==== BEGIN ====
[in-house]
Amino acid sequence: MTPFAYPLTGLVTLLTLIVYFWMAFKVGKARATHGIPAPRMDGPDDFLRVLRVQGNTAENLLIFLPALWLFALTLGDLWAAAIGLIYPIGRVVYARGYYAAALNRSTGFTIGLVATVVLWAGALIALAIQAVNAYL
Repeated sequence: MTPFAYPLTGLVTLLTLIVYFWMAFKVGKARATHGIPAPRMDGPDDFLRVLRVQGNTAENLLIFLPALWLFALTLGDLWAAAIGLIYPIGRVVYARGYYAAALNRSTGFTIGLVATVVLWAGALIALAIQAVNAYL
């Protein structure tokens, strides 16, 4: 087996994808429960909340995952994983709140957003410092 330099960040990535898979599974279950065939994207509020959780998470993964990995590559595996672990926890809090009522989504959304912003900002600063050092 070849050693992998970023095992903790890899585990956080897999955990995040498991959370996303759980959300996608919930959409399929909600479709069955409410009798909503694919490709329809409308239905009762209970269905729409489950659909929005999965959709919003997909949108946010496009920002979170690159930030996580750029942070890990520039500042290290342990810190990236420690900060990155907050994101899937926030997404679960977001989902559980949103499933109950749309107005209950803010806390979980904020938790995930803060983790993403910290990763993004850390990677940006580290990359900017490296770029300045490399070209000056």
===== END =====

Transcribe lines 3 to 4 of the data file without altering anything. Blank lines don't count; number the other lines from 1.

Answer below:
Repeated sequence: MTPFAYPLTGLVTLLTLIVYFWMAFKVGKARATHGIPAPRMDGPDDFLRVLRVQGNTAENLLIFLPALWLFALTLGDLWAAAIGLIYPIGRVVYARGYYAAALNRSTGFTIGLVATVVLWAGALIALAIQAVNAYL
């Protein structure tokens, strides 16, 4: 087996994808429960909340995952994983709140957003410092 330099960040990535898979599974279950065939994207509020959780998470993964990995590559595996672990926890809090009522989504959304912003900002600063050092 070849050693992998970023095992903790890899585990956080897999955990995040498991959370996303759980959300996608919930959409399929909600479709069955409410009798909503694919490709329809409308239905009762209970269905729409489950659909929005999965959709919003997909949108946010496009920002979170690159930030996580750029942070890990520039500042290290342990810190990236420690900060990155907050994101899937926030997404679960977001989902559980949103499933109950749309107005209950803010806390979980904020938790995930803060983790993403910290990763993004850390990677940006580290990359900017490296770029300045490399070209000056």